A century ago the philosopher Alfred North Whitehead critiqued the state of higher education as suffering “from a lack of definite aim, and from an external machinery which kills its vitality.”
That warning rings true today, and discovering and nurturing the antidote is the fundamental mission of Naropa, its faculty, students, and administrators. In our relatively brief four decades of work, Naropa provided the conditions for the evolution of a contemplative pedagogy—one in which rigorous mindfulness, body-mind awareness, and compassion training integrate with strong academics to train the whole person.
The point of it all is to offer the training and support to a new generation of leaders. I think it is not debatable that polarization, aggression, and apathy are sadly omnipresent. No university can “fix” this problem, but we can honestly name the challenges and offer the tools to support both the development of compassion and skillful actions that will allow our graduates to make a difference to a world in need of healing. Our students want an educational experience that prepares them for service. The Graduate School of Counseling and Psychology has had a demonstrable impact on mental health care in our region and beyond. We are planning to launch a new bachelor’s degree in Elementary Education in the fall of 2018, addressing the shortage of qualified teachers in both urban and rural communities and graduating teachers who have deep grounding in mindfulness, contemplative and compassion training along with their academic education. Our graduates will also earn an endorsement in Cultural and Linguistic Diversity. Schools across the country and beyond are actively seeking teachers with such credentials.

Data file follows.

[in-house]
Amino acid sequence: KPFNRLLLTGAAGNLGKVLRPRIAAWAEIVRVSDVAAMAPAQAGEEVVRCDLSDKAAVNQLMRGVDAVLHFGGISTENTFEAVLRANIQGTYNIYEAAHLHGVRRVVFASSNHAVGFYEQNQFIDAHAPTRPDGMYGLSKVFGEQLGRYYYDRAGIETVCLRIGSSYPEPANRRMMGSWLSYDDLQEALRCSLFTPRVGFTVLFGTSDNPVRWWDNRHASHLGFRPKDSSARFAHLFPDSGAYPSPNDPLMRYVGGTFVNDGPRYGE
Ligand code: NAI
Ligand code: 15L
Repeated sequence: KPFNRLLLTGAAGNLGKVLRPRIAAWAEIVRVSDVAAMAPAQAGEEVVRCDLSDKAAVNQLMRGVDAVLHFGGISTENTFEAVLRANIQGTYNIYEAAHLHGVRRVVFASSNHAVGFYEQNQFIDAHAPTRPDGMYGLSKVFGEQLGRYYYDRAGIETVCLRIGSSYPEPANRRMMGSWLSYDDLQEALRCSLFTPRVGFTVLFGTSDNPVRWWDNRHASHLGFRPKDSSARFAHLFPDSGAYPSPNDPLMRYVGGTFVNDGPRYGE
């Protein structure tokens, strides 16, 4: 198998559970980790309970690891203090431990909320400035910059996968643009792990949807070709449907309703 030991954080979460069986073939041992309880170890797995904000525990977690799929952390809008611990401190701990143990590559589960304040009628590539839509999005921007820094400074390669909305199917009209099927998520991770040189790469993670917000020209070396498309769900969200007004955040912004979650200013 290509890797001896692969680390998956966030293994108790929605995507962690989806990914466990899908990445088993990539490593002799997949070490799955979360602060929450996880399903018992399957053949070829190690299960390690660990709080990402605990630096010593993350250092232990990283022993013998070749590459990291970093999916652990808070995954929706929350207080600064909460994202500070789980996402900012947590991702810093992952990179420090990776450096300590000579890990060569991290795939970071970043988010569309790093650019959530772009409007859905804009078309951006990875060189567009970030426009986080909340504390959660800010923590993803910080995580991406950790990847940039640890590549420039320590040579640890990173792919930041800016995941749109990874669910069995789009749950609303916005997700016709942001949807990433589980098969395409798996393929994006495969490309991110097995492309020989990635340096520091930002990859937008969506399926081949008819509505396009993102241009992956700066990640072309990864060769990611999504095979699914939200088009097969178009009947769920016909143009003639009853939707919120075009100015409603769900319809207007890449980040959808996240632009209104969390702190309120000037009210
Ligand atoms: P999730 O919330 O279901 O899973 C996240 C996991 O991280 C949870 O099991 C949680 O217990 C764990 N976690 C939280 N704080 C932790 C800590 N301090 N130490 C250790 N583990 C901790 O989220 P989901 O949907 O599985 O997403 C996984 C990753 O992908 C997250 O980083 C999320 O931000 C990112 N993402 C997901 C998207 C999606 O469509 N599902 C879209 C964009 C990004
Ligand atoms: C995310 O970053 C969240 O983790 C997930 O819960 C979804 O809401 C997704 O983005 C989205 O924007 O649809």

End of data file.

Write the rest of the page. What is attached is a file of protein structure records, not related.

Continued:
Traditional indicators of success of college graduates are being seriously questioned. In 2014, Gallup and Purdue University studied thirty thousand American college graduates to see if traditional quantitative data about post-college jobs, graduate school placement, and high salaries, continue to be the definition of success held by the graduates. The conclusion was surprising to many—that “feeling supported and having deep learning experiences means everything when it comes to long-term outcomes for college graduates.” And these outcomes include looking at “hard measures,” including financial and physical (health) wellbeing along with purpose, social, and community wellbeing. Despite the clear link between support and deep learning and wellbeing, only 14 percent of the graduates interviewed felt that support from faculty and their university. That support has been at the heart of our mission from the onset.
We believe, as our mission proclaims, that infusing knowledge with wisdom, through an academic and co-curricular journey in which self-inquiry, service, and study are co-equal components, creates the conditions for Naropa’s graduates to thrive. And as you will read in the feast we have set before you in this magazine, thriving they are.
Our current strategic planning work, which will result in the Create Naropa 2022 document, is built around student outcomes and success. Our deepening commitment to creating a more inclusive and responsible community—through improved diversity, reduction of economic barriers for lower income students, and a re-affirmation to meet climate and sustainability goals—are the practical and essential actions needed to enhance our vitality.
I welcome your support and suggestions. Thank you for sharing time with the extraordinary Naropa community.
CHARLES G. LIEF
PRESIDENT, NAROPA UNIVERSITY